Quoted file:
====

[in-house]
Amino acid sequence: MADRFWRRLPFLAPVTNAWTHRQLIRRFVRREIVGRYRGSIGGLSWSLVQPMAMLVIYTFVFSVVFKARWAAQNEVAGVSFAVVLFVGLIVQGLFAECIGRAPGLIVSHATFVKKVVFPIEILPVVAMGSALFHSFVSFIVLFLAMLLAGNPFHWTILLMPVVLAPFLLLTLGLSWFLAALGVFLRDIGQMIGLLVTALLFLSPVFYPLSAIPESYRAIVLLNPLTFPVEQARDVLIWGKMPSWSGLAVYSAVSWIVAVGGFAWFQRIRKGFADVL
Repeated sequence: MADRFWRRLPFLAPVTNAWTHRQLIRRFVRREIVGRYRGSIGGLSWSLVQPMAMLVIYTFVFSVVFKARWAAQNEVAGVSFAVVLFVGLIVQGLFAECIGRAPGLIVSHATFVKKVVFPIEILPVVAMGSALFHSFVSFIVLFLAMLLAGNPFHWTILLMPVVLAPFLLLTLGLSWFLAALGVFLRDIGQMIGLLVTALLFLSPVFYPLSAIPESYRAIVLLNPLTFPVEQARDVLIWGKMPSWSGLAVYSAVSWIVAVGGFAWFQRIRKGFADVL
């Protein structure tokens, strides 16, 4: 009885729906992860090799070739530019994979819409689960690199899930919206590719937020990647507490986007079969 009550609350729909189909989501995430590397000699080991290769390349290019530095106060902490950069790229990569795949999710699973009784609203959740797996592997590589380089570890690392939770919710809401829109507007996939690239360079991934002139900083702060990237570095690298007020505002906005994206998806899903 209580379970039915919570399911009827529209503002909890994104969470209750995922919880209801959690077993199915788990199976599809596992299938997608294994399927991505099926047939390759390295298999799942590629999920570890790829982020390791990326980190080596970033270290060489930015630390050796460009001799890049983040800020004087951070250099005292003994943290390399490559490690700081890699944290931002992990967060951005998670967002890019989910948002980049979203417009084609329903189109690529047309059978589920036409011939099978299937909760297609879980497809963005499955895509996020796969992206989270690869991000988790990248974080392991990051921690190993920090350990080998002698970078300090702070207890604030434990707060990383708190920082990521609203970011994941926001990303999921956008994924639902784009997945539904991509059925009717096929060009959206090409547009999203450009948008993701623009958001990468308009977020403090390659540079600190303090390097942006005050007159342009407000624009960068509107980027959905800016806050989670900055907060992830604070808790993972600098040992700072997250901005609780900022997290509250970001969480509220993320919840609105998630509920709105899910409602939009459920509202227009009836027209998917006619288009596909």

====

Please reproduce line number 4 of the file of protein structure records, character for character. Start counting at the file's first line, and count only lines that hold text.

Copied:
């Protein structure tokens, strides 16, 4: 009885729906992860090799070739530019994979819409689960690199899930919206590719937020990647507490986007079969 009550609350729909189909989501995430590397000699080991290769390349290019530095106060902490950069790229990569795949999710699973009784609203959740797996592997590589380089570890690392939770919710809401829109507007996939690239360079991934002139900083702060990237570095690298007020505002906005994206998806899903 209580379970039915919570399911009827529209503002909890994104969470209750995922919880209801959690077993199915788990199976599809596992299938997608294994399927991505099926047939390759390295298999799942590629999920570890790829982020390791990326980190080596970033270290060489930015630390050796460009001799890049983040800020004087951070250099005292003994943290390399490559490690700081890699944290931002992990967060951005998670967002890019989910948002980049979203417009084609329903189109690529047309059978589920036409011939099978299937909760297609879980497809963005499955895509996020796969992206989270690869991000988790990248974080392991990051921690190993920090350990080998002698970078300090702070207890604030434990707060990383708190920082990521609203970011994941926001990303999921956008994924639902784009997945539904991509059925009717096929060009959206090409547009999203450009948008993701623009958001990468308009977020403090390659540079600190303090390097942006005050007159342009407000624009960068509107980027959905800016806050989670900055907060992830604070808790993972600098040992700072997250901005609780900022997290509250970001969480509220993320919840609105998630509920709105899910409602939009459920509202227009009836027209998917006619288009596909």